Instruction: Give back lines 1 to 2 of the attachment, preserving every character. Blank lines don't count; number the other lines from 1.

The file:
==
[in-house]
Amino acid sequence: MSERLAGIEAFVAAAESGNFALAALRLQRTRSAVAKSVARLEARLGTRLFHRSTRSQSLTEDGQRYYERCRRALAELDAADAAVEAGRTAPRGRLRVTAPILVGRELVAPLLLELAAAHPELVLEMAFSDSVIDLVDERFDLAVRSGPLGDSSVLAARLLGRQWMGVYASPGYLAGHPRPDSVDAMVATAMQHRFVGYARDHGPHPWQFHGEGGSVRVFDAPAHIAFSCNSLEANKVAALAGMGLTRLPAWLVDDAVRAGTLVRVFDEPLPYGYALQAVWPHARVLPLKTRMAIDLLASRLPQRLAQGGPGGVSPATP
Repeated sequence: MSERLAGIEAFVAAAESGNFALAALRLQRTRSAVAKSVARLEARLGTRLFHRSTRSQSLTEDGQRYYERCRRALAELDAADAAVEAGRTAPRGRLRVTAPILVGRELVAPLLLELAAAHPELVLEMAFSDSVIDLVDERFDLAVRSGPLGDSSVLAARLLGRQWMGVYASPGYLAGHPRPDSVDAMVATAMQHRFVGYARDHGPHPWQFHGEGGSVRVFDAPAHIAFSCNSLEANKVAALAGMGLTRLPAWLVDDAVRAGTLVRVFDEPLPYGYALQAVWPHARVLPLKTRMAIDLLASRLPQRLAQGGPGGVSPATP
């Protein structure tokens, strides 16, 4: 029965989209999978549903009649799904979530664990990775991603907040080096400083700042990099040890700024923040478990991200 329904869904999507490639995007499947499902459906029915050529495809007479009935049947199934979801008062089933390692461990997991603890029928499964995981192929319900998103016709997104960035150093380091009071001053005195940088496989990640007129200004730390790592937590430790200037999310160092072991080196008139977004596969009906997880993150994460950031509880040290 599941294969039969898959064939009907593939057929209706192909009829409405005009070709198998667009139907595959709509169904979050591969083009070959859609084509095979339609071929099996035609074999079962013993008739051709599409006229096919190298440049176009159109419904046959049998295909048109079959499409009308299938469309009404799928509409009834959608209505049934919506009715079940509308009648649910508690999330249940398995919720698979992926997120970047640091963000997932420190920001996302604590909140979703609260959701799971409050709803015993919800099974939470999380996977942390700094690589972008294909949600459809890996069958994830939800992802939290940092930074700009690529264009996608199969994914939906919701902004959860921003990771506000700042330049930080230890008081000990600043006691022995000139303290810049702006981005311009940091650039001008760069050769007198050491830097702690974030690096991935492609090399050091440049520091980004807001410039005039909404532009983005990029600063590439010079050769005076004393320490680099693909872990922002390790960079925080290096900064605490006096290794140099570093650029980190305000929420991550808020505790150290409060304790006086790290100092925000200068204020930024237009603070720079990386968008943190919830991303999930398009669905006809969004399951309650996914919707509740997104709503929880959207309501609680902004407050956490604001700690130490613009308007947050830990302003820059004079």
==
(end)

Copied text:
[in-house]
Amino acid sequence: MSERLAGIEAFVAAAESGNFALAALRLQRTRSAVAKSVARLEARLGTRLFHRSTRSQSLTEDGQRYYERCRRALAELDAADAAVEAGRTAPRGRLRVTAPILVGRELVAPLLLELAAAHPELVLEMAFSDSVIDLVDERFDLAVRSGPLGDSSVLAARLLGRQWMGVYASPGYLAGHPRPDSVDAMVATAMQHRFVGYARDHGPHPWQFHGEGGSVRVFDAPAHIAFSCNSLEANKVAALAGMGLTRLPAWLVDDAVRAGTLVRVFDEPLPYGYALQAVWPHARVLPLKTRMAIDLLASRLPQRLAQGGPGGVSPATP